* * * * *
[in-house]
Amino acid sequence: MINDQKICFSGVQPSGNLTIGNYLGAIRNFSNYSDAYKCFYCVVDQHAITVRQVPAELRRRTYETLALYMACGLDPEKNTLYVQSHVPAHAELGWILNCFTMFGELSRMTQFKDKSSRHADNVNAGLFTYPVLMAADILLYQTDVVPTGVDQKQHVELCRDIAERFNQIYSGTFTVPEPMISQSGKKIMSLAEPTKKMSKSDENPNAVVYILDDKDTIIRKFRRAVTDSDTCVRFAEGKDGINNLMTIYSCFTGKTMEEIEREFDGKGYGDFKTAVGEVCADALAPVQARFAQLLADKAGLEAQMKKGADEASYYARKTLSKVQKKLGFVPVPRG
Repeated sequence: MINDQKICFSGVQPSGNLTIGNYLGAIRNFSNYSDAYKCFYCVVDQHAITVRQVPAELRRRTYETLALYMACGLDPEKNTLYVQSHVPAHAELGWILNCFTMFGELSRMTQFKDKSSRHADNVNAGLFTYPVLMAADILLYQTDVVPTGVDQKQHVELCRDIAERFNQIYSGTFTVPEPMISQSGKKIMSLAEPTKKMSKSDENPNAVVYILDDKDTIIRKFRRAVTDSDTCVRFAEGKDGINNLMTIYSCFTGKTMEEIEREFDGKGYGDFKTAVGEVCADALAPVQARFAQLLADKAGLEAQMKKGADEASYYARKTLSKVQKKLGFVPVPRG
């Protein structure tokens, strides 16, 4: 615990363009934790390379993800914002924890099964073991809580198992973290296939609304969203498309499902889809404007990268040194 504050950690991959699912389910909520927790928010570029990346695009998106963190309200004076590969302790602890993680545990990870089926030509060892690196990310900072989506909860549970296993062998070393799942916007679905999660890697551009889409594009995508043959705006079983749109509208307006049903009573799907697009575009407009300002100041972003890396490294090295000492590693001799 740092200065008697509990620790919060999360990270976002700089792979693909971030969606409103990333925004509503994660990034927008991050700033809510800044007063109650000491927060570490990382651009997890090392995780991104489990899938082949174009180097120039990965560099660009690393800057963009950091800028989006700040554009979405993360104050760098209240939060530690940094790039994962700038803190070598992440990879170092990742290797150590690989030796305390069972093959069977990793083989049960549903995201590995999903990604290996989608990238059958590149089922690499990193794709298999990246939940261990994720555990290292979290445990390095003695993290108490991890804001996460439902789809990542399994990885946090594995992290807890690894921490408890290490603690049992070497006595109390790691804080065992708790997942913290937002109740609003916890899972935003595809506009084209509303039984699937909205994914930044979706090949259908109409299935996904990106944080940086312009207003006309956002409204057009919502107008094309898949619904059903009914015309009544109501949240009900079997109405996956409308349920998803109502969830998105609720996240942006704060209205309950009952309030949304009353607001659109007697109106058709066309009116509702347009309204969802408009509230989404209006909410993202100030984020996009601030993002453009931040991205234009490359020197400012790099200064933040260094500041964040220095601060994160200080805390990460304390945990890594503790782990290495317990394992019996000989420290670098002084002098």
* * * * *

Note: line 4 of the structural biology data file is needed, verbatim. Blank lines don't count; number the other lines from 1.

């Protein structure tokens, strides 16, 4: 615990363009934790390379993800914002924890099964073991809580198992973290296939609304969203498309499902889809404007990268040194 504050950690991959699912389910909520927790928010570029990346695009998106963190309200004076590969302790602890993680545990990870089926030509060892690196990310900072989506909860549970296993062998070393799942916007679905999660890697551009889409594009995508043959705006079983749109509208307006049903009573799907697009575009407009300002100041972003890396490294090295000492590693001799 740092200065008697509990620790919060999360990270976002700089792979693909971030969606409103990333925004509503994660990034927008991050700033809510800044007063109650000491927060570490990382651009997890090392995780991104489990899938082949174009180097120039990965560099660009690393800057963009950091800028989006700040554009979405993360104050760098209240939060530690940094790039994962700038803190070598992440990879170092990742290797150590690989030796305390069972093959069977990793083989049960549903995201590995999903990604290996989608990238059958590149089922690499990193794709298999990246939940261990994720555990290292979290445990390095003695993290108490991890804001996460439902789809990542399994990885946090594995992290807890690894921490408890290490603690049992070497006595109390790691804080065992708790997942913290937002109740609003916890899972935003595809506009084209509303039984699937909205994914930044979706090949259908109409299935996904990106944080940086312009207003006309956002409204057009919502107008094309898949619904059903009914015309009544109501949240009900079997109405996956409308349920998803109502969830998105609720996240942006704060209205309950009952309030949304009353607001659109007697109106058709066309009116509702347009309204969802408009509230989404209006909410993202100030984020996009601030993002453009931040991205234009490359020197400012790099200064933040260094500041964040220095601060994160200080805390990460304390945990890594503790782990290495317990394992019996000989420290670098002084002098």